• Plotkin told an employee to "speak English, not actuary."  The board deemed the remark to be an insensitive and hostile because it was made to a person of color.
  • During a debate among executives about dress codes, Plotkin said he did not want to have to be arbiter of acceptable clothing, recalling his intense annoyance at his sixth-grade gym teacher who physically checked to make sure his students were wearing jock straps.
  • Plotkin brought his bulldog to work as part of an April Fool's Day joke suggested by staff.  Plotkin was outdoors at one point with his dog when another employee approached with her black lab.  Plotkin attempted to warn her off due to his dog's penchant for mounting other dogs. "My dog is a humper," Plotkin told her.  "He likes to hump black dogs."
  • While traveling with the former CEO (a woman) to one of SAIF's satellite offices, Plotkin allegedly used the word "tits" in a story about a goat cheese class he and his wife had taken that involved milking goats.  Plotkin claims he used the word "teats."
The Oregonian has now discovered that most of the people who were present for the comments have complained that their statements were either taken out of context or were entirely misconstrued. 

It is almost as if John Dean had shown up before the Irvin committee and said, "No, President Nixon's version is correct."  The wheels appear to be falling off of this railroad job.

The only new revelations in the news stories concern what almost everyone I know has been speculating about since the firing.  It appears that the former CEO used her connections with certain members of the executive committee, the Department of Justice, and the governor's office to depose her successor.  I guess that is one reason we usually wait for kings to die before the successor is crowned.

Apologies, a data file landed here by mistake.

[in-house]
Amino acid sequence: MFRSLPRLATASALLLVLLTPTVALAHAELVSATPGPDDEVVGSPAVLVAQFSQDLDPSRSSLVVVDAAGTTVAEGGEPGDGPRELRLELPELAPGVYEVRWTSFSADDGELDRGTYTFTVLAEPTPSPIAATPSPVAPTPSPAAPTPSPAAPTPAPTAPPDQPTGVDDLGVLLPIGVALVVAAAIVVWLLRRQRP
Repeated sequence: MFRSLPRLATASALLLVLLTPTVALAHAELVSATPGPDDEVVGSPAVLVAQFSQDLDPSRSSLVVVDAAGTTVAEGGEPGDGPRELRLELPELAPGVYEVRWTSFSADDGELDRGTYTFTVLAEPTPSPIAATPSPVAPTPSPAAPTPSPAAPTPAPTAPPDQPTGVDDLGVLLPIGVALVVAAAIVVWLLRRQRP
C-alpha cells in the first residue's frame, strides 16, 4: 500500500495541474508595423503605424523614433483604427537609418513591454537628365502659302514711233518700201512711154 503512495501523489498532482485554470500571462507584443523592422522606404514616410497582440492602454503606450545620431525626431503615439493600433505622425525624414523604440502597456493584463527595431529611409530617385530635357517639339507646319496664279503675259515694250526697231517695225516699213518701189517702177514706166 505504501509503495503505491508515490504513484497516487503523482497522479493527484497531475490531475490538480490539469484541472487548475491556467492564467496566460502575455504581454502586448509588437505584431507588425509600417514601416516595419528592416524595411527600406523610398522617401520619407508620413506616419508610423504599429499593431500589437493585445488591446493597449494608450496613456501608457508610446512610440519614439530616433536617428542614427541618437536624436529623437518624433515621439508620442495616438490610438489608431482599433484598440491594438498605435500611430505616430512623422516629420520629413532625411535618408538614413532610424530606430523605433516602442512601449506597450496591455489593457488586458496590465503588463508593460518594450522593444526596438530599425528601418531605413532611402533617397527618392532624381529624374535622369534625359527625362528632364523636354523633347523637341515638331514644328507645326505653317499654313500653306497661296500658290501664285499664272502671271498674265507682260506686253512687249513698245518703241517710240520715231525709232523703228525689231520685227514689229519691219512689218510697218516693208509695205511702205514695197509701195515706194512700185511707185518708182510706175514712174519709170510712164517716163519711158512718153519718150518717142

If the news stories are correct, the whole escapade smacks of the destruction of 18 minutes on the Nixon tapes -- except, this time, the record seems to be somewhat intact.  And damning.

This is the sad state in which my former colleagues at SAIF now sit.  They have lost a popular CEO.  He has filed notice that he intends to sue the state and some named individuals,  (A suit, that in my opinion, will not get him reinstated, but may help to clear his name of some rather silly allegations.)

Two of the board members, whose terms have expired, are still on the board.  And, it appears, that the governor, who is running for an unprecedented fourth term, may have approved of the palace coup before the long knives came out.

Looking at that picture, the governor's office may be the exact place for people who are offended by this unconscionable state of affairs to show their disgust.  The governor appoints the board members, and he has done nothing to help rectify this wrong.  If nothing else, he was a co-conspirator.

Not being a citizen of Oregon any longer, I have no vote.  But quite a few readers of this blog do.

The former CEO used to exhort us that sometimes it was not just the legal thing to do; "it was the right thing."  I think most of us know what is the right thing to do here.


Saturday, July 05, 2014

good news -- and bad news

Let's get the bad news out of the way first.

After spending five hours in the emergency room undergoing a chest x-ray, an ultra-sound, an EKG, and blood tests, it is the professional opinion of my temporary doctor that I am suffering from high blood pressure. 

No blood clot.  No brain tumor.  No diabetes.  No nothing.

Of course, I walked into the hospital knowing that I had high blood pressure.  But no one knows the cause.  In other words, I am exactly in the same position as if I had not visited the doctor.

The good news is that I get to double the dose of my blood pressure medicine.  And that's it.

On the drive back from the hospital, I told my brother and mother that if I had been in Melaque, Dr. Rosa would have told me exactly the same thing.  In five minutes.  And it would not have cost the good taxpayers of the United States the multiple thousands of dollars that the hospital will receive from Medicare and Tricare for all of the tests that resulted in absolutely nothing.

That may be enough to encapsulate one of the weaknesses of the American medical system.  I am glad it was there to reassure me that my body is working very well, thank you, with the exception of the high blood pressure I knew about already.  Reassurance that was not needed at a cost without benefit.

So, I will monitor my blood pressure twice a day after doubling my share of Pa's Little Blood Pills for the next week.

I just realized that each trip to Bend results in some sort of medical visit.  I need to follow the advice of some commenters and head back to Mexico -- where the medicine is sweeter.